The “model policy” dictated by the state law was written by OSPI and the Washington State School Directors Association (WSSDA). Its many detailed requirements aren’t really related to anti-discrimination. Instead, it lays out a detailed list of rules to change how schools handle “communication and the use of names and pronouns, student records, confidential health and education information, communication, restroom and locker room use and accessibility, sports and physical education, dress codes, and other school activities.”
The details for exactly how school and parent-student life will be rearranged comes from the “model procedure.”
The very first paragraph dictates that students can ban school leaders from communicating with their parents about their gender choices. If a student doesn’t want his or her parents to know that a new pronoun or name is being used in schools, then the schools are prohibited from informing the parents about a student's move toward a transgender or gender-expansive self-concept.
In fact, the policy said, telling a parent about a student’s new pronoun or preferred name “could be very dangerous.”
The idea that being told about important changes in their child’s life could be “very dangerous” upset many parents.
Having inserted the state into the parent-student relationship, the law now turns to restrooms and changing rooms.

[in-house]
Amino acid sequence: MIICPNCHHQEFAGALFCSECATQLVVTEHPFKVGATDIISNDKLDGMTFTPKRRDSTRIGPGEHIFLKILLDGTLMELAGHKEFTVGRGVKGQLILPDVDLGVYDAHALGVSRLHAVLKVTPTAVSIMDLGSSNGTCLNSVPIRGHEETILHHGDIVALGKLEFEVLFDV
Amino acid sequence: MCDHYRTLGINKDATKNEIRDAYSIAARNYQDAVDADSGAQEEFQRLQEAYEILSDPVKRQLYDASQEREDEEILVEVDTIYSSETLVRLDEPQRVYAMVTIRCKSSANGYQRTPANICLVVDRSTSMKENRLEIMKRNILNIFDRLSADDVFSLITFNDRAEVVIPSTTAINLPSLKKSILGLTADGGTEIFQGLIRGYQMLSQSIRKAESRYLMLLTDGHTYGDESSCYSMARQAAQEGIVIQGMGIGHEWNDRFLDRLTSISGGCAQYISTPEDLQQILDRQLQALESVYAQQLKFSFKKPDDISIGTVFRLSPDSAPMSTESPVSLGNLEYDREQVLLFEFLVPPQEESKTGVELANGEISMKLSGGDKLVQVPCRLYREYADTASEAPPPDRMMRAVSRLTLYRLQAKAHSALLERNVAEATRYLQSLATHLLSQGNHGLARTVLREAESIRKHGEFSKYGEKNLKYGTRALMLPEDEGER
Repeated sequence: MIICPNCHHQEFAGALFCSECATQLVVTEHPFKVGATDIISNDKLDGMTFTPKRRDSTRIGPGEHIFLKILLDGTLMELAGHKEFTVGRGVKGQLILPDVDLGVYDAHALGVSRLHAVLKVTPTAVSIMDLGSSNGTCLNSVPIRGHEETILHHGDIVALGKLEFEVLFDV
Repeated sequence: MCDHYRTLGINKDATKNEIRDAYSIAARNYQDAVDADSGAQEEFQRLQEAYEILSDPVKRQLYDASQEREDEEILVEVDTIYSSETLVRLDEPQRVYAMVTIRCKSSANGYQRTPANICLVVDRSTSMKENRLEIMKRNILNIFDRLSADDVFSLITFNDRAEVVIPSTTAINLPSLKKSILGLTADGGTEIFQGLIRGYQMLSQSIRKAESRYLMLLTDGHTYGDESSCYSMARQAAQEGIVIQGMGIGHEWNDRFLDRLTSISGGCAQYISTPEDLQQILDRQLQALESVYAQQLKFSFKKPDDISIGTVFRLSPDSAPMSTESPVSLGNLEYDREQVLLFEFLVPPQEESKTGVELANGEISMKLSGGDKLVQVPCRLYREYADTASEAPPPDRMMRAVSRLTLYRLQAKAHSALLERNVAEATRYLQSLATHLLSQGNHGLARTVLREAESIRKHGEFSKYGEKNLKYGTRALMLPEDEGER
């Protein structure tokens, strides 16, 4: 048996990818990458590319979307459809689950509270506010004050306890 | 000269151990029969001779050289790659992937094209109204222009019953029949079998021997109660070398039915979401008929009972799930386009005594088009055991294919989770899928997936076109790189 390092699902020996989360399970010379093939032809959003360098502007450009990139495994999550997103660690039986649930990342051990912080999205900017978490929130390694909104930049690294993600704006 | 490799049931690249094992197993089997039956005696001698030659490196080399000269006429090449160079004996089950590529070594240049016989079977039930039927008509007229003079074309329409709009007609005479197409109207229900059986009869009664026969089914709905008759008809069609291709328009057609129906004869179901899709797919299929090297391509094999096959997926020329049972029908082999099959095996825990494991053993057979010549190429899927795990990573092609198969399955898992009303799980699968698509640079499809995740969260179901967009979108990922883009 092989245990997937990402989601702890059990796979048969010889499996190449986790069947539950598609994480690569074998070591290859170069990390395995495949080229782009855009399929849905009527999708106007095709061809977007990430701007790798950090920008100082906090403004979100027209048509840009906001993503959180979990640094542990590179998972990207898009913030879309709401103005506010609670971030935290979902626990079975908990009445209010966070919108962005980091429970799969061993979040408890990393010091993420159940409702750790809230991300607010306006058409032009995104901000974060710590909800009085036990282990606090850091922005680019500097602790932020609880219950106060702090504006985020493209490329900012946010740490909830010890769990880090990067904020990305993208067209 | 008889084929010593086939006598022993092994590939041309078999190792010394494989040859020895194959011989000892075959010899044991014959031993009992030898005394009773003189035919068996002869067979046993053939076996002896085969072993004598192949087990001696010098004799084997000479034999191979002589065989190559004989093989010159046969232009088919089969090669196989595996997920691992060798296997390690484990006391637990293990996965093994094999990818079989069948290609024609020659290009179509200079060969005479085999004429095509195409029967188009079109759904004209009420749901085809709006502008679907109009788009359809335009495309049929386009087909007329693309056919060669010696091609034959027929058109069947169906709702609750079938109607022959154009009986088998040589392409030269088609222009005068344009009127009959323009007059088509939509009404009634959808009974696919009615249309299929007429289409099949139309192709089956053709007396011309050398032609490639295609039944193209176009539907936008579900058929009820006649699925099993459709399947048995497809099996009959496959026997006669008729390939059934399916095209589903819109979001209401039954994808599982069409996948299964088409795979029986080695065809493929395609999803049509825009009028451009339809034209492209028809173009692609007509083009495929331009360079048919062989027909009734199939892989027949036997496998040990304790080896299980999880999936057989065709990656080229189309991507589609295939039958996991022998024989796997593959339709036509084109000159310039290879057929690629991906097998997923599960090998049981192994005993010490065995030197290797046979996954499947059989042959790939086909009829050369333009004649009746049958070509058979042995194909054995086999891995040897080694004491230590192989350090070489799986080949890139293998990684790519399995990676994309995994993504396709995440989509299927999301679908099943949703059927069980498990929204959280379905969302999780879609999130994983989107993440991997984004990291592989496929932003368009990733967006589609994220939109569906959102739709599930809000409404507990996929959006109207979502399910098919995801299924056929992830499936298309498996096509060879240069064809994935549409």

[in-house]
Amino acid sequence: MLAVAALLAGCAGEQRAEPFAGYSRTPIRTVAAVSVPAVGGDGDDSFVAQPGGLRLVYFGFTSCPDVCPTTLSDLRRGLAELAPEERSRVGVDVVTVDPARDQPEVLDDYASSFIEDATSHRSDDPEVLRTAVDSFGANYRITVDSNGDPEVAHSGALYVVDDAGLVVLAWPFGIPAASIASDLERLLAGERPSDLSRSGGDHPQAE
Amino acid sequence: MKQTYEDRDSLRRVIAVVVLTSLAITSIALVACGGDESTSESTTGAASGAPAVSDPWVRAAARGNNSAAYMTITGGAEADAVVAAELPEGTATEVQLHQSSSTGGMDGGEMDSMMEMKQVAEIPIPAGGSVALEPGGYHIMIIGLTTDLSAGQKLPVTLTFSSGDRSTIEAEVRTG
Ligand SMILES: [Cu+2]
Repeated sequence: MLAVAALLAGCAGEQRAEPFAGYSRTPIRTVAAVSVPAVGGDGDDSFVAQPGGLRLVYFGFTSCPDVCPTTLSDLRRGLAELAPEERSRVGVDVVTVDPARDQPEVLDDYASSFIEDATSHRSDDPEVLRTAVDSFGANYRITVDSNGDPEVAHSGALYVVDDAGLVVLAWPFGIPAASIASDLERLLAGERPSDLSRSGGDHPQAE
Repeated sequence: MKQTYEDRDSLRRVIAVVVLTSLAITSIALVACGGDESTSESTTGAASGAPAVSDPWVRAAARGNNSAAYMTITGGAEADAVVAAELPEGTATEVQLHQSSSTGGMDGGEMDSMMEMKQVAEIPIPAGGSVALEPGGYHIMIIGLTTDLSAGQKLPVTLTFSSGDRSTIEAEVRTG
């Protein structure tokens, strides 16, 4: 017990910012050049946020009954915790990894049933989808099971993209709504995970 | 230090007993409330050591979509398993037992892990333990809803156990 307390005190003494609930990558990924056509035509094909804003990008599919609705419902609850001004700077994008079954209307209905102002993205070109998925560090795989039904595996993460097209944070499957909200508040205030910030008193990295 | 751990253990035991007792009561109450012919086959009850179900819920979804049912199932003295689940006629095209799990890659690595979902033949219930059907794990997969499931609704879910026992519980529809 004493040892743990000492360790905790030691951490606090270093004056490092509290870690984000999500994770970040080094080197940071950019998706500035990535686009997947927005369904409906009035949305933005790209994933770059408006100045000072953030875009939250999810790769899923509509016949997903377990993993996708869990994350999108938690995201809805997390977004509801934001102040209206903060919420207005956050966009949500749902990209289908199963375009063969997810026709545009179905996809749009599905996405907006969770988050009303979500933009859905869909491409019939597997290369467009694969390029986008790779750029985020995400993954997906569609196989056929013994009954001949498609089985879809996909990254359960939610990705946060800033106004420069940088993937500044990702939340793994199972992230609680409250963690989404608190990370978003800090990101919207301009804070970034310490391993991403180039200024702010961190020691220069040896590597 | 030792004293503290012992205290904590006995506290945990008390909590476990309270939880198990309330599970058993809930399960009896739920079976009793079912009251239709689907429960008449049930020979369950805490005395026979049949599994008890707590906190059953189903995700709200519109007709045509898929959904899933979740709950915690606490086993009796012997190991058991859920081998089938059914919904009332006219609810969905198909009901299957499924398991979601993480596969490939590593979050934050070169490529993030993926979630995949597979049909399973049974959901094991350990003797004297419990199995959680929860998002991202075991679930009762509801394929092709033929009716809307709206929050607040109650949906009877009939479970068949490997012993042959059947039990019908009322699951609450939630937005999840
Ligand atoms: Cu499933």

“Students will be allowed to use the restroom that corresponds to the gender identity they assert at school,” the model policy states. “No student will be required to use a restroom that conflicts with their gender identity ... schools may not require a student to use an alternative restroom because of their transgender or gender-expansive status.”
The state mandates that on overnight trips, “students will be permitted to participate in accordance with the gender identity they assert at school.”
Being told that their daughters and sons cannot be guaranteed a sex-specific restroom space or hotel room on overnight trips upset many parents.
Districts do have some latitude on this issue when it comes to locker rooms. The language provided by the state said “in most cases, the district should provide the student access to the locker room that corresponds to the gender identity they assert at school” but for locker rooms only, districts do have some discretion about allowing biological males into female spaces and vice versa.